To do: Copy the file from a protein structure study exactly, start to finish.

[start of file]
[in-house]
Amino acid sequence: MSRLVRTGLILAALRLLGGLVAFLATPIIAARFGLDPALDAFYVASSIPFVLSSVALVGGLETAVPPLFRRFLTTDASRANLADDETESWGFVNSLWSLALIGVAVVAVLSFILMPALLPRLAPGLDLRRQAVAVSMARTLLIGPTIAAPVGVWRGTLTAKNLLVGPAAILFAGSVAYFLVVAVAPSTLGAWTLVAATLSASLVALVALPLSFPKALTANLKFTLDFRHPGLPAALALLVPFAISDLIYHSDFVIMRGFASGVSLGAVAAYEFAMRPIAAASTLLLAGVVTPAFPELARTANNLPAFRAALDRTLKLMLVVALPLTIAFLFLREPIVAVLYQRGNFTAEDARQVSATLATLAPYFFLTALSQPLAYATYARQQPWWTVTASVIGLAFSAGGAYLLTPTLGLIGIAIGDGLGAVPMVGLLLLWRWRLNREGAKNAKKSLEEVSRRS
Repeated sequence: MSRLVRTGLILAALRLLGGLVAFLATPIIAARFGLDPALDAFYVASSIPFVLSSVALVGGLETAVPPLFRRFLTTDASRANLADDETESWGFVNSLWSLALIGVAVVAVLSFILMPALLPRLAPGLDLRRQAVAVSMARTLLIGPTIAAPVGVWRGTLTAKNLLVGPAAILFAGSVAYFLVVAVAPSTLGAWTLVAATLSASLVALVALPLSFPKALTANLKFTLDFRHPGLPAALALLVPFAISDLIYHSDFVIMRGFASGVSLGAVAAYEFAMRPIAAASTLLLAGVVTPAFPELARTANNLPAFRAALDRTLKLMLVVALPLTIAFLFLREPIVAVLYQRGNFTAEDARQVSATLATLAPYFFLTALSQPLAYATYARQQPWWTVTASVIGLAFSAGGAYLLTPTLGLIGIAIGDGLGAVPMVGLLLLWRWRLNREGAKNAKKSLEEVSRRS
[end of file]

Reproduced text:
[in-house]
Amino acid sequence: MSRLVRTGLILAALRLLGGLVAFLATPIIAARFGLDPALDAFYVASSIPFVLSSVALVGGLETAVPPLFRRFLTTDASRANLADDETESWGFVNSLWSLALIGVAVVAVLSFILMPALLPRLAPGLDLRRQAVAVSMARTLLIGPTIAAPVGVWRGTLTAKNLLVGPAAILFAGSVAYFLVVAVAPSTLGAWTLVAATLSASLVALVALPLSFPKALTANLKFTLDFRHPGLPAALALLVPFAISDLIYHSDFVIMRGFASGVSLGAVAAYEFAMRPIAAASTLLLAGVVTPAFPELARTANNLPAFRAALDRTLKLMLVVALPLTIAFLFLREPIVAVLYQRGNFTAEDARQVSATLATLAPYFFLTALSQPLAYATYARQQPWWTVTASVIGLAFSAGGAYLLTPTLGLIGIAIGDGLGAVPMVGLLLLWRWRLNREGAKNAKKSLEEVSRRS
Repeated sequence: MSRLVRTGLILAALRLLGGLVAFLATPIIAARFGLDPALDAFYVASSIPFVLSSVALVGGLETAVPPLFRRFLTTDASRANLADDETESWGFVNSLWSLALIGVAVVAVLSFILMPALLPRLAPGLDLRRQAVAVSMARTLLIGPTIAAPVGVWRGTLTAKNLLVGPAAILFAGSVAYFLVVAVAPSTLGAWTLVAATLSASLVALVALPLSFPKALTANLKFTLDFRHPGLPAALALLVPFAISDLIYHSDFVIMRGFASGVSLGAVAAYEFAMRPIAAASTLLLAGVVTPAFPELARTANNLPAFRAALDRTLKLMLVVALPLTIAFLFLREPIVAVLYQRGNFTAEDARQVSATLATLAPYFFLTALSQPLAYATYARQQPWWTVTASVIGLAFSAGGAYLLTPTLGLIGIAIGDGLGAVPMVGLLLLWRWRLNREGAKNAKKSLEEVSRRS